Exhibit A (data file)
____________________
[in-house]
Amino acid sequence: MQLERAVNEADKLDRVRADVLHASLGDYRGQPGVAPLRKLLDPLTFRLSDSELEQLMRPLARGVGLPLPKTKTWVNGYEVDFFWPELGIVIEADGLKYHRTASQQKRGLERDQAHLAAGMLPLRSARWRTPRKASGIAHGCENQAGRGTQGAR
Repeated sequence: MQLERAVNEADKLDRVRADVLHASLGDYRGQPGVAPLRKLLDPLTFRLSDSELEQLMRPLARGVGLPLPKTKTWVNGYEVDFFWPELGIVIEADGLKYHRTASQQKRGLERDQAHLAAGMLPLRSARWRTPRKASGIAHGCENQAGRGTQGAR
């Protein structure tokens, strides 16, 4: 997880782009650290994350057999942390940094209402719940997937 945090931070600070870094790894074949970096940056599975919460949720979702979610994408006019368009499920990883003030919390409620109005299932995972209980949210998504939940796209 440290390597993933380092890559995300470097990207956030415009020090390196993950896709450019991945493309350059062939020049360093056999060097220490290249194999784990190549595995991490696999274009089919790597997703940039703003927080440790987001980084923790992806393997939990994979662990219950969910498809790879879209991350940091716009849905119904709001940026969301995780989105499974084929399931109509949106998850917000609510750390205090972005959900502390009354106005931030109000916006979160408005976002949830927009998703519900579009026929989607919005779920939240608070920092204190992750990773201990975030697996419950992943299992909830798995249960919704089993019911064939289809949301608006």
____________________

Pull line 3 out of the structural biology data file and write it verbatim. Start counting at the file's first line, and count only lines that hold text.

Repeated sequence: MQLERAVNEADKLDRVRADVLHASLGDYRGQPGVAPLRKLLDPLTFRLSDSELEQLMRPLARGVGLPLPKTKTWVNGYEVDFFWPELGIVIEADGLKYHRTASQQKRGLERDQAHLAAGMLPLRSARWRTPRKASGIAHGCENQAGRGTQGAR